It tackled me again in 1996. This here had appeared to be a man and a woman. They asked me how far had I come from. I told them I generally ride about eighty miles a day; after eighty miles I get too tired. He asked me was I hungry, and I said, "Not hungry. Tired."

    The man said to me, "Follow us. We got a special place to take you.”

    I said, "I'm tired now. I'm going to lay down right here." I was by a cemetery next to a big old church. He said, "Lie here. I'll bring you something to eat.”

    I wasn't expecting them to come back, but he come back in about fifteen minutes. Brought me three containers of food. I was surprised. People who say they are going to give you something to eat usually do not. He said, "When you get through, you can leave the containers or take them with you." I kept the three containers, got them here now. When you get food from heaven, you keep the containers.

    Next to the cemetery by that old church there was a big bulletin board. Wrote on the bulletin board was "Welcome to the dead and the ignorant."

    I was ordained by the angel about one o'clock at night in the middle of the road. Ordained to put those things out here by the railroad tracks at the crossing. It has a lot to do with where it is, near that railroad track and those woods. I met some people about a hundred years old when I first come up here. They say it could have been there two hundred years, the railroad tracks.

    I make things also to dress up in. Different things can give me different strengths. I wear certain things every day, and I keep some for special days or needs. When I dress up in a full outfit, you'd say, "Where the devil did this man come from?”

    I got this bracelet set I wear every day, This here, this iron one right here, is made of a German steel; you can't cut it with a blowtorch. The rest is rubber—hard rubber. I'm not a violent person, but if you come in contact with a person who wants to be violent, I can hit him around the head with these. It ain't going to kill him, but he will fall down and not come back too quick.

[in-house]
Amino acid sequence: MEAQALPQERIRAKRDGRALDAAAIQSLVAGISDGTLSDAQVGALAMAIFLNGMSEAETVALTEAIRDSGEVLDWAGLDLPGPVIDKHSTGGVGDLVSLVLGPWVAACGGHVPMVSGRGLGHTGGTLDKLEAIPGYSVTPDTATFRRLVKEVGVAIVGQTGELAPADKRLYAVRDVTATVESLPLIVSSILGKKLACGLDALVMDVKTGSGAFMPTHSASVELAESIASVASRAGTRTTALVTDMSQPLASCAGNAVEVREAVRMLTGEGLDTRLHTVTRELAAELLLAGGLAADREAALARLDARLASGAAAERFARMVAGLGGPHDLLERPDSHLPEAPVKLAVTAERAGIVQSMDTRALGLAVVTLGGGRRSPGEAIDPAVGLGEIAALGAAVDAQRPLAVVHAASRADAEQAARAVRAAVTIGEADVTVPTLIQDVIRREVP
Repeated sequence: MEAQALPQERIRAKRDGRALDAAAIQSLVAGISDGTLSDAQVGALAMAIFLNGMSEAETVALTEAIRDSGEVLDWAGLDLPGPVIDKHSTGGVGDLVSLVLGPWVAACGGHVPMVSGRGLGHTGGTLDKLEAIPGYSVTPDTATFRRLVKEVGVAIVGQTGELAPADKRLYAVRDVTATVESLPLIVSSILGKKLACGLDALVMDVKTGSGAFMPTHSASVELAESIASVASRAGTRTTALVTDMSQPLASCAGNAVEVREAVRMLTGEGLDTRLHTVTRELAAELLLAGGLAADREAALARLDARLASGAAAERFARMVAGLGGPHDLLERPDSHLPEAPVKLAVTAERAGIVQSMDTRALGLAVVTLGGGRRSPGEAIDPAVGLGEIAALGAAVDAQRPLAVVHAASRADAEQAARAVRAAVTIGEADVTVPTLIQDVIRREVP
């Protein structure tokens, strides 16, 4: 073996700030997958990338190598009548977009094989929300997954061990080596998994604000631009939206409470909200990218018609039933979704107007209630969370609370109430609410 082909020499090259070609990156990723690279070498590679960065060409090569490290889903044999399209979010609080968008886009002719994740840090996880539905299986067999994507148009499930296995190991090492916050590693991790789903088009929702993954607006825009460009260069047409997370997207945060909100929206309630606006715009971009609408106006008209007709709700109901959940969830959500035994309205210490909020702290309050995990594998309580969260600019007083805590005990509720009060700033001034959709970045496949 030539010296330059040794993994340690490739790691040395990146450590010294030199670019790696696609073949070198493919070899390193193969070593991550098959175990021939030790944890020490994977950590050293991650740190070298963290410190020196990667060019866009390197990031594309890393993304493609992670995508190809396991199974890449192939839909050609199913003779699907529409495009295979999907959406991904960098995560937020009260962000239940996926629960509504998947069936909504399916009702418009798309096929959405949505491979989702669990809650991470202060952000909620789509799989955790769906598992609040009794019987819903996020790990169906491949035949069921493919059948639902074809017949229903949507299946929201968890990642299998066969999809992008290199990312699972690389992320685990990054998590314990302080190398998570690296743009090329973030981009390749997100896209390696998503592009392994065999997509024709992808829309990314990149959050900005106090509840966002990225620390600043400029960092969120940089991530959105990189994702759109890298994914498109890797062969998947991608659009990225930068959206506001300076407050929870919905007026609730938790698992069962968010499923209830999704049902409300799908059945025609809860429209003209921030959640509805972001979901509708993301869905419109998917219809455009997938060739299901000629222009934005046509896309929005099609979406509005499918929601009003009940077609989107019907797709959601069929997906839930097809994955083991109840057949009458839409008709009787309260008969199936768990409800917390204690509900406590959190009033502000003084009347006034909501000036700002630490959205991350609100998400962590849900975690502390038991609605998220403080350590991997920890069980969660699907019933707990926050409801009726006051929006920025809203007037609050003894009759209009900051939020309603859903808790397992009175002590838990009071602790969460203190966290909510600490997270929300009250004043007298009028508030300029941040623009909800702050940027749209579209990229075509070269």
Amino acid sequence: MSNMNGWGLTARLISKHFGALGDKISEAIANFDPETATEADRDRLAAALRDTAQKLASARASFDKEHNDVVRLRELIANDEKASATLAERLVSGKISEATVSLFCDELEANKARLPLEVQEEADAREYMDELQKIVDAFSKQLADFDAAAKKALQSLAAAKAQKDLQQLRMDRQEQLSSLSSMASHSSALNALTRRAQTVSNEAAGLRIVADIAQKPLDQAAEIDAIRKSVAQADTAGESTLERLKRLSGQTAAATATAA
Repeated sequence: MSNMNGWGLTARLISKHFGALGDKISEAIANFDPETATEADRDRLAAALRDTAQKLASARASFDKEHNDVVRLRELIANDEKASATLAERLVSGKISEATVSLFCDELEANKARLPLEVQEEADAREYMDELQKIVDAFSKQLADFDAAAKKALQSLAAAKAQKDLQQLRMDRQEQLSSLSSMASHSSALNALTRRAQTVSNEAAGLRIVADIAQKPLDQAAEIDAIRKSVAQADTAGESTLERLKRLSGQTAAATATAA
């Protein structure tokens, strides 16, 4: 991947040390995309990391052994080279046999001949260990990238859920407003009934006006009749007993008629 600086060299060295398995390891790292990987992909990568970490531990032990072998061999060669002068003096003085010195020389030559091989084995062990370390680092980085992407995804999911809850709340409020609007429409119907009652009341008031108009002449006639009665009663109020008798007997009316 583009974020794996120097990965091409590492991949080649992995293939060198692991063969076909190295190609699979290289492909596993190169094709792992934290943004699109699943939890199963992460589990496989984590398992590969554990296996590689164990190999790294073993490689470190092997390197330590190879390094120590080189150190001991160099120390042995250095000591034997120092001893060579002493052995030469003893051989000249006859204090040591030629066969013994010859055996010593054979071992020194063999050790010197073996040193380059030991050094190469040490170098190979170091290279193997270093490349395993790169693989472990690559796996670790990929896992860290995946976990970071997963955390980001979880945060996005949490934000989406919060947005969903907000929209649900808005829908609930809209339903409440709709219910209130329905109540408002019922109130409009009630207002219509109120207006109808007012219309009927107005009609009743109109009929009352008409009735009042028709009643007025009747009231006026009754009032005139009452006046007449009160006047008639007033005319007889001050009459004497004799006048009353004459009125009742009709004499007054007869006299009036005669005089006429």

I got these things I make—rubber circles, leather—all wrapped up and tied up with the cloth from my old clothes and stuff I find and pick up. You can pull it over your head and wear it around your neck like a collar, or put it on below your feet, go all the way up around you. I call these things a "belt assembly." One of them here is made out of this old chain and a money purse, with iron and rubber. It has its special time, too.

    I hang the wearing things on the trees. I got my reasons why I do things but I don't always talk about it. I got hats hanging, hats I have made, what I call a "scat." A scat is something that ain't worth much of nothing, make you look ugly or funny. That belt I'm wearing look like the devil. I ain't made it for no good looks, noway. The devil come and claim his own.

    A man got to know his power, got to test his strength. I have thought up some ways for doing that. I made up these games, you know, one man pull against another man. One man put his strength against another one and his mind against another man's mind. I made these things for different games like that—sometimes four men pulling for strength.